The Carry Trade and Global Imbalances

A fine post on Seeking Alpha, “What Good is the Carry Trade?” by Tim Iacono, takes a stab at the impact of the alleged unwinding of the carry trade (we have though it played a fairly big role in the upheaval of the last week plus, but no one can tell for certain) and the role of cheap credit.

Many have defended what economists describe as “global imbalances,” the massive flows of capital from China, Japan, and other high-savings nations into the US and other countries with chronic trade deficits (any country’s fund flows have to be offsetting, so a country with a trade deficit must run a capital account surplus, that is, must import capital, i.e., sell domestic assets to foreigners to pay the trade deficit).

The other way to characterize this pattern is to see the trade deficit as the result of America’s chronically low savings rate. America must import capital to fund needed investment and government deficits because domestic savings aren’t large enough to fund them. That leads to capital imports, which produces a trade deficit.

Martin Feldstein
, Harvard economics professor and president of the National Bureau of Economic Research, describes the situation in a Foreign Affairs article, “The Return of Savings“:

The savings rate of American households has been declining for more than a decade and recently turned negative. This decrease has dramatically reduced total national savings despite a rise in corporate saving. In 2003 and 2004, the combined net savings of households, businesses, and government were only about one percent of gross national income — the lowest level in at least 50 years.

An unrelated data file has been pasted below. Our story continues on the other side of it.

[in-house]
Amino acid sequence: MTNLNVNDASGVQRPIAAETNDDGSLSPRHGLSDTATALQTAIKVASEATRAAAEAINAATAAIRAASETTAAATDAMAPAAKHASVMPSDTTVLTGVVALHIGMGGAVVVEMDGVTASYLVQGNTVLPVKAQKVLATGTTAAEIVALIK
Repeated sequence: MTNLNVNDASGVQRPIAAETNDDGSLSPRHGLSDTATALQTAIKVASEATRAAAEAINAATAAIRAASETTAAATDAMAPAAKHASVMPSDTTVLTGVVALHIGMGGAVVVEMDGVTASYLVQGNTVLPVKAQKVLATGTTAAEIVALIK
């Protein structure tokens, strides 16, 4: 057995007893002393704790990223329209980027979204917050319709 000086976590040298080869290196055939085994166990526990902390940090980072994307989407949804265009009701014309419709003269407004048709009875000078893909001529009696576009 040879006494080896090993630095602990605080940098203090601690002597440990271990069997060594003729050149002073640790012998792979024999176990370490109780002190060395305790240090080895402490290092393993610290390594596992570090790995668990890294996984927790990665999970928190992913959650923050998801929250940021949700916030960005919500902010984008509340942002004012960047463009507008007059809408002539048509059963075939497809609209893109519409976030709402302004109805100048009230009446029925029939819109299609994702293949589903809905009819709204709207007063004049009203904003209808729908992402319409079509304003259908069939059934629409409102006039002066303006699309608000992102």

This sharp decline in saving has had important implications for the United States and for the global economy. It has reduced productivity-enhancing net business investment in the United States to less than four percent of GDP and made the United States increasingly dependent on capital from the rest of the world to finance that investment. At the same time, the decreased national savings rate — and the increase in consumer spending that it implies — has induced a rise in U.S. imports. Those imports have contributed to the growth of output and employment in many countries around the world.

The downward trend in U.S. household saving will likely soon be reversed. In the long term, a substantial rise in household saving will have a positive effect on the U.S. economy. But the initial effects will pose problems for the United States and its trading partners. If these effects are not managed well, the result could be declines in output and employment and a corresponding rise in U.S. protectionism.

Feldstein is, in essence, saying that he doesn’t regard the current situation as sustainable. But it has persisted so long that many have become complacent about it, a complacency that parallels the widespread complacency about risk that evaporated last week.

Iacono make a more immediate point: that despite attempts to defend it, the carry trade creates financial instability and fails to channel capital to good uses. Remember, in Japan’s bubble years, the country’s excess liquidity went to overpaying for foreign assets and to dubious domestic projects, like theme parks in the boonies. In this iteration. other people are doing the buying on behalf of the Japanese, but their choices don’t look all that much better.

From Iacono:

Much of the blame for last week’s shellacking of financial markets around the world has been attributed to the “unwinding” of the Yen “carry trade”. That is, when hedge funds and other financial institutions closed out investment positions funded by money borrowed at low rates of interest from Japan….